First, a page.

10 Signs You Are Dealing With A Childish Adult

Signs Dealing With Childish Adult

Dealing with a childish adult can be nothing short of stressful, irritating, and sometimes even mind-numbing. A childish adult can truly test your patience, and make you want to pull your hair out at times. But the good news is, there are a few ways with the help of which you can deal with an emotionally immature and childish adult.

In my clinical practice, I primarily treat folks struggling with depression, anxiety, excessive anger, and marriage difficulties. Very often, an underlying issue is that for one reason or another, the client never quite grew up. So many people reach chronological adulthood without having mastered the core elements of adult emotional functioning.

How can you assess if an adult functions emotionally more like a child? As a therapist who works extensively with couples, I have learned that almost any client can look reasonably “adult” when I meet with him or her individually. 

By contrast, seeing the same client in a couples therapy session where spouses are interacting gives me vastly more data. Mistaken, immature, and pathological behaviors all become much more visible. I also see the extent to which each partner’s actions are rude, hurtful, or even dangerously childish—or calm, respectful, and maturely adult.

What Is Emotional Age?

A psychologist from Africa with whom I once spoke at an international psychology conference explained to me that in his country, it was common to assess people in terms of both physical age and emotional age.  

Physical age can be counted by the number of birthdays. Physical age, especially with children, also tends to correlate with height, strength, and cognitive functioning. Psychological or emotional age, by contrast, becomes evident in emotional reactions and habits. For instance, adults can stay calm whereas children tend to be quicker to anger. Adults exercise careful judgment before talking whereas children may impulsively blurt out tactless, hurtful words.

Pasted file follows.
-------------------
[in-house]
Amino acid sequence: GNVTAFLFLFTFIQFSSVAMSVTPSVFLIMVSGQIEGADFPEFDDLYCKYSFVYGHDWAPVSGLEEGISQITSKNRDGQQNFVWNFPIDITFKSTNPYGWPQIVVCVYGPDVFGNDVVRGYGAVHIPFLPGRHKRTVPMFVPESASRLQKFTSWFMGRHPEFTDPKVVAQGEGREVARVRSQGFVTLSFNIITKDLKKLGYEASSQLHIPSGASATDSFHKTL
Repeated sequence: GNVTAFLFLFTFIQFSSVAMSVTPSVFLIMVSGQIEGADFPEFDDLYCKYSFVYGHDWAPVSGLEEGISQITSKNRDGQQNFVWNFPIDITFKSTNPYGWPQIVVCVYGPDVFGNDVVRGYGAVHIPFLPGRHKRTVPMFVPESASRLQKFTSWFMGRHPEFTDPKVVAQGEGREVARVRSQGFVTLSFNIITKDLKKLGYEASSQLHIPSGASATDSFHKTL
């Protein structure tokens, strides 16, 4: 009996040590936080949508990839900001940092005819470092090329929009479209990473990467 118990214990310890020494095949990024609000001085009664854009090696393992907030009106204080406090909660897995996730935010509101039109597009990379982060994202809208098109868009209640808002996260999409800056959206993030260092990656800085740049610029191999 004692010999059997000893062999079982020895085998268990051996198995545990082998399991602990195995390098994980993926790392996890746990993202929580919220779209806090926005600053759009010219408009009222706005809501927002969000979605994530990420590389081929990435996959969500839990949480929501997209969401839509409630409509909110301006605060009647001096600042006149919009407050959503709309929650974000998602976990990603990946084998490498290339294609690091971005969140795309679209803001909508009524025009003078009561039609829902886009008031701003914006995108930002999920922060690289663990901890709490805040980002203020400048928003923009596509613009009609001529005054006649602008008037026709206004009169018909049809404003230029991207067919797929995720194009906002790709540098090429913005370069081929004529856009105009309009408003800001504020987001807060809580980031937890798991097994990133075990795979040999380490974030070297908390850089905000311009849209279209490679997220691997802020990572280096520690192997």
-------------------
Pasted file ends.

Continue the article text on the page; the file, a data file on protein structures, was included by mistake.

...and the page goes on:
If toddlers want a car or doll that another child is playing with, they are likely to reach out and take the item. Most preschoolers get mad or cry multiple times every day, even if they are basically well-nurtured and happy kids. The rules of adult play, like taking turns or not grabbing, have not yet begun to shape their behavior. Youngsters do not act in a consistently civil manner because they have not yet internalized the rules of “civilized” adults.

Behaviors that are normal for children however, look childish and rude when adults do them.

Related: 5 Traits of an Emotionally Mature Person

Can You Recognize Childish Adult Behavior?

One way to think about how young children differ from emotionally mature adults is to picture kids you know—maybe even your own children, grandchildren, nieces, nephews, and neighbors. How do these children differ from adults that you know and respect? 

Before reading my list of characteristics that I look for, you might want to jot down a list of the traits that you noticed in your visualization. Please share with other readers in the comments below this article if you spotted some traits that I missed.

10 Signs of Emotional Childishness

Signs Dealing With Childish Adult info
10 Signs You Are Dealing With A Childish Adult

How many of the following signs of emotional immaturity does your list include? 

1. Emotional escalations.

Young children often cry, get mad, or outwardly appear petulant and pouting. Grownups seldom do.

10 Signs You Are Dealing With A Childish Adult
Difference between childish adult and mature person

2. Blaming.

When things go wrong, young children look to blame someone. Grownups look to fix the problem.

3. Lies.

When there’s a situation that’s uncomfortable, young children might lie to stay out of trouble. Grownups deal with reality, reliably speaking the truth.

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Susan Heitler Ph.D.

Susan Heitler is a Denver clinical psychologist and widely-read author. Educated at Harvard and NYU, Susan Heitler offers self-help information for individuals and for couples. She also writes for therapists, offering new understandings and treatments for anxiety, anger, depression, narcissism, and relationship challenges. Dr. Heitler’s office also serves as a center for the evaluation and treatment of parental alienation. She and her husband of more than 45 years are proud parents of four happily married adult children and grateful grandparents of fifteen grandchildren.View Author posts